I see that you are a newbie. Have you done much walking before? Have you used poles before? If you have used poles before and regard them as essential, fine. But if not, don't bother with them. I have walked five caminos and never used poles. I regard them as a waste of money and weight. I grant that they can be useful going down steep uneven paths, but I just take a bit of extra care. You will see people tip-tapping them along the way, not really using them as they are intended to be used, or just carrying them. Many people forget to pick them up when they leave a bar or café, which, to my mind, just shows how essential they are (not!)
 
Camino(s) past & future
Frances planned for October 3-mid November (2018)
#31
I can't gush about poles enough and consider them essential for ME. They give you a nice upper body workout, help transfer the weight onto your core/upper body and have saved me from a fall or two. They also help you set a nice pace but I do agree with Bert45, you must learn to use them "properly" to get the most out of them. I'll also say that "Proper Use" is relative. Although most people agree on the basics of pole use, many people have to make slight adjustments for themselves to get maximum benefit. It's all trial and error (a little like life or a camino walk). It's very easy to see the basics on many YouTube videos. I'd definitely look into buying them in Spain, however, instead of worrying with them in your pack.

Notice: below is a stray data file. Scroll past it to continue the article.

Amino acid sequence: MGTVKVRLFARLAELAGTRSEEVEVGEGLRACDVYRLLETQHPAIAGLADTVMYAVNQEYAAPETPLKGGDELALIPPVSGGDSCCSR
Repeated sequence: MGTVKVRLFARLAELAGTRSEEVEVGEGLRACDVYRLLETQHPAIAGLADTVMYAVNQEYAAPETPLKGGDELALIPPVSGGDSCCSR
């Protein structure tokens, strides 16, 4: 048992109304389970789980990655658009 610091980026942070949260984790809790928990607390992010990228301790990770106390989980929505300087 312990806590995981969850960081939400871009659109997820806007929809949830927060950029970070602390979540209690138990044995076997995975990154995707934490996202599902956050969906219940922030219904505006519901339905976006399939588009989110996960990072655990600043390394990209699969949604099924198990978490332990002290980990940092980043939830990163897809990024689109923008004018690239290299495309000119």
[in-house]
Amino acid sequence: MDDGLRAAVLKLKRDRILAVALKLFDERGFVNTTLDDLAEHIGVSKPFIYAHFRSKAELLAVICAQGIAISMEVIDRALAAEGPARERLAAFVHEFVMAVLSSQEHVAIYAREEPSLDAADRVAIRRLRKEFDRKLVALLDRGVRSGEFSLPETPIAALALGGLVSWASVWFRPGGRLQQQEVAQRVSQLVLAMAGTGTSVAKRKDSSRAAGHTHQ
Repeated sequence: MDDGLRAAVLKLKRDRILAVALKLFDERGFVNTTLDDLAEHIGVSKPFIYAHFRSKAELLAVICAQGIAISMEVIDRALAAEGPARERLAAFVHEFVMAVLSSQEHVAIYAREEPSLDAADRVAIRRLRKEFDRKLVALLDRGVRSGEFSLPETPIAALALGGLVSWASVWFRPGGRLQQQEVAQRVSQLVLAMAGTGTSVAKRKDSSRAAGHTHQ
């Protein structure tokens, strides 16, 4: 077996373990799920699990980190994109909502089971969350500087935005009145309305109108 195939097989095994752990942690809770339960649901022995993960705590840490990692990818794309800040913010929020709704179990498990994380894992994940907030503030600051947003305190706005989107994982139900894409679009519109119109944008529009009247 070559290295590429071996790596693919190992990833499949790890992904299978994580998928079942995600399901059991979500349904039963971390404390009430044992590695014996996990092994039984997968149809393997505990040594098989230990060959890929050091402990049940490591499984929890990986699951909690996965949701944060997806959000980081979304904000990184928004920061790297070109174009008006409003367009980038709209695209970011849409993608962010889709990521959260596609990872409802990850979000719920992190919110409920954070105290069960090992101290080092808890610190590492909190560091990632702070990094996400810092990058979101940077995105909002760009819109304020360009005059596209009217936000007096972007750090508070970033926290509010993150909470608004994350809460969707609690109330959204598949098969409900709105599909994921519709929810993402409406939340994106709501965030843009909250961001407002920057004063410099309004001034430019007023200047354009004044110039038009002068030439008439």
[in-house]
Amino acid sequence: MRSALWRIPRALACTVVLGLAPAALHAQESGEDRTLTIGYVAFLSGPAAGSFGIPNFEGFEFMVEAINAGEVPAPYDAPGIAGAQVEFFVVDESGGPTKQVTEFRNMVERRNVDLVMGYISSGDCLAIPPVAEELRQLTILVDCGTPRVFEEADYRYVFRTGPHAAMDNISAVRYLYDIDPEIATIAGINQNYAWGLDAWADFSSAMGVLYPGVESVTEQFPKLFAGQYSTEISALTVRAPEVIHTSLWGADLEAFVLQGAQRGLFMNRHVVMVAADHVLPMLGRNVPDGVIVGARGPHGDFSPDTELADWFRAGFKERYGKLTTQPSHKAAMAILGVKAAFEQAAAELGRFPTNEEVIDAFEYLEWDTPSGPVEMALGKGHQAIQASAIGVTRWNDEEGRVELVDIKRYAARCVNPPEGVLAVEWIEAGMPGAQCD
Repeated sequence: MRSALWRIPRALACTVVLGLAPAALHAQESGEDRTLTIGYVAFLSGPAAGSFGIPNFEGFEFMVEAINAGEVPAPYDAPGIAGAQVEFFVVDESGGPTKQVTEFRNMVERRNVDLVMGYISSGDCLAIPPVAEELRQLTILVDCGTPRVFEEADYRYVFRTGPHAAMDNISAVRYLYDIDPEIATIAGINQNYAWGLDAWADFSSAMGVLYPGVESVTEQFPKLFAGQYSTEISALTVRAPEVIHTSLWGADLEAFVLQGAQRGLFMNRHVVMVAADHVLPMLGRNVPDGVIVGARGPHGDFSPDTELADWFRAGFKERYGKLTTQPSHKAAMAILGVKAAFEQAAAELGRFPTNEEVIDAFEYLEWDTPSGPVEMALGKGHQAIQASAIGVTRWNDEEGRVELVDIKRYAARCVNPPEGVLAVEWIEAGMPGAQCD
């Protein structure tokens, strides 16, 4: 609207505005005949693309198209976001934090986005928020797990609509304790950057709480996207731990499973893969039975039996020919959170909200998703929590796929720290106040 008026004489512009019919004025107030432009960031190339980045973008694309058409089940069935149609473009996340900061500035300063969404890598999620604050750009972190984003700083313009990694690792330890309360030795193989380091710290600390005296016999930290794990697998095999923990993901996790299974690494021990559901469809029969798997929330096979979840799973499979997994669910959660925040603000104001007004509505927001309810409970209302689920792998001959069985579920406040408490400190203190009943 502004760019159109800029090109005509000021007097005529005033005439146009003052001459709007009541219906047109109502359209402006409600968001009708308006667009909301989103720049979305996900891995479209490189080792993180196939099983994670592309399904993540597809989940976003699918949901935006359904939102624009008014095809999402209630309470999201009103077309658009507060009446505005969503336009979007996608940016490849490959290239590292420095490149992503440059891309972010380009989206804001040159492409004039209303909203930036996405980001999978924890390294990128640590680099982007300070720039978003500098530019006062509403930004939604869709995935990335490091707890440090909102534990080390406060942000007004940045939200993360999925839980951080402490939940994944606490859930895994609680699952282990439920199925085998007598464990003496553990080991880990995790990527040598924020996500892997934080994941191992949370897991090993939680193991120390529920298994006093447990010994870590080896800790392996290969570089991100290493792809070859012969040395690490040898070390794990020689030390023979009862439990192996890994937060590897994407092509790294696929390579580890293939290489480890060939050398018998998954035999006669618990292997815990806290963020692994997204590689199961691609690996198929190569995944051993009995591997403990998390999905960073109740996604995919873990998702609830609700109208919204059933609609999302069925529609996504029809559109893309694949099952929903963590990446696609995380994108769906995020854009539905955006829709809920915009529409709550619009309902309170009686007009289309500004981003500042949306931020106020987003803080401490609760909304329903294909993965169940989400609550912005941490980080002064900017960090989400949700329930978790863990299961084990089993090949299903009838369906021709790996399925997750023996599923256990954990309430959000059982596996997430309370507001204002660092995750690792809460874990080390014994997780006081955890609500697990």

Camino(s) past & future
Frances (1989 and 2016), Portugues - central from Porto (2018 - planned)